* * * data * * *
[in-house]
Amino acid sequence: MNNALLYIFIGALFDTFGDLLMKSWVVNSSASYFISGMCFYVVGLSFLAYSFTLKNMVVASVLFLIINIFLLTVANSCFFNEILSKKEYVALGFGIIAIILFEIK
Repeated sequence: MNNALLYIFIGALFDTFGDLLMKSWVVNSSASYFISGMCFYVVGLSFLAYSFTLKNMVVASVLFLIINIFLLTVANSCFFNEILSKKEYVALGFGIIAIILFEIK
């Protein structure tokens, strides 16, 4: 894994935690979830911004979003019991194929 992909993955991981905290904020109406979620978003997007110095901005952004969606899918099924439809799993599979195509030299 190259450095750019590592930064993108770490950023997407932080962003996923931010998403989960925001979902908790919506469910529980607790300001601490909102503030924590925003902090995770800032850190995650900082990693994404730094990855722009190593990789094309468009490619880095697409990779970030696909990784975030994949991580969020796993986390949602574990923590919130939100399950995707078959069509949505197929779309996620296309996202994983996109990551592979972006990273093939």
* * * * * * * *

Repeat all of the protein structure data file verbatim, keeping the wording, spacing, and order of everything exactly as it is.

[in-house]
Amino acid sequence: MNNALLYIFIGALFDTFGDLLMKSWVVNSSASYFISGMCFYVVGLSFLAYSFTLKNMVVASVLFLIINIFLLTVANSCFFNEILSKKEYVALGFGIIAIILFEIK
Repeated sequence: MNNALLYIFIGALFDTFGDLLMKSWVVNSSASYFISGMCFYVVGLSFLAYSFTLKNMVVASVLFLIINIFLLTVANSCFFNEILSKKEYVALGFGIIAIILFEIK
């Protein structure tokens, strides 16, 4: 894994935690979830911004979003019991194929 992909993955991981905290904020109406979620978003997007110095901005952004969606899918099924439809799993599979195509030299 190259450095750019590592930064993108770490950023997407932080962003996923931010998403989960925001979902908790919506469910529980607790300001601490909102503030924590925003902090995770800032850190995650900082990693994404730094990855722009190593990789094309468009490619880095697409990779970030696909990784975030994949991580969020796993986390949602574990923590919130939100399950995707078959069509949505197929779309996620296309996202994983996109990551592979972006990273093939």